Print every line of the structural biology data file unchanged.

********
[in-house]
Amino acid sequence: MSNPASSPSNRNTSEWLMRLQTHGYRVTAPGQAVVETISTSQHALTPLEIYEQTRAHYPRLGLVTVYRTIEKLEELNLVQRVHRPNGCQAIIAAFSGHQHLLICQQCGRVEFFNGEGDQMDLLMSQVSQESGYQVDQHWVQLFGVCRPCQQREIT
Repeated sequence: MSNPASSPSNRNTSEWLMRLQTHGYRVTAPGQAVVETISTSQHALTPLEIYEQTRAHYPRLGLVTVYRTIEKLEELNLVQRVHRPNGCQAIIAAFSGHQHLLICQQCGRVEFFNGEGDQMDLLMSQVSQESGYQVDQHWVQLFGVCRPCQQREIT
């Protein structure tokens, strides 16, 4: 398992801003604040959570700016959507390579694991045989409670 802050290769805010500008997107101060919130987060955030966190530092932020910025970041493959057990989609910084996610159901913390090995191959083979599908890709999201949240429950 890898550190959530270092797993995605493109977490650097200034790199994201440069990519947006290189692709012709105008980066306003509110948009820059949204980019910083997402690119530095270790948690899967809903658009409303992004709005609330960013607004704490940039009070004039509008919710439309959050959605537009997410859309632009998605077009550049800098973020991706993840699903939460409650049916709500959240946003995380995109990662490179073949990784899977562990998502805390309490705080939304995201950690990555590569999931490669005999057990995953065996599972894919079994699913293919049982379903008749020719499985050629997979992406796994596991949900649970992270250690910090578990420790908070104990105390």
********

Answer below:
[in-house]
Amino acid sequence: MSNPASSPSNRNTSEWLMRLQTHGYRVTAPGQAVVETISTSQHALTPLEIYEQTRAHYPRLGLVTVYRTIEKLEELNLVQRVHRPNGCQAIIAAFSGHQHLLICQQCGRVEFFNGEGDQMDLLMSQVSQESGYQVDQHWVQLFGVCRPCQQREIT
Repeated sequence: MSNPASSPSNRNTSEWLMRLQTHGYRVTAPGQAVVETISTSQHALTPLEIYEQTRAHYPRLGLVTVYRTIEKLEELNLVQRVHRPNGCQAIIAAFSGHQHLLICQQCGRVEFFNGEGDQMDLLMSQVSQESGYQVDQHWVQLFGVCRPCQQREIT
């Protein structure tokens, strides 16, 4: 398992801003604040959570700016959507390579694991045989409670 802050290769805010500008997107101060919130987060955030966190530092932020910025970041493959057990989609910084996610159901913390090995191959083979599908890709999201949240429950 890898550190959530270092797993995605493109977490650097200034790199994201440069990519947006290189692709012709105008980066306003509110948009820059949204980019910083997402690119530095270790948690899967809903658009409303992004709005609330960013607004704490940039009070004039509008919710439309959050959605537009997410859309632009998605077009550049800098973020991706993840699903939460409650049916709500959240946003995380995109990662490179073949990784899977562990998502805390309490705080939304995201950690990555590569999931490669005999057990995953065996599972894919079994699913293919049982379903008749020719499985050629997979992406796994596991949900649970992270250690910090578990420790908070104990105390």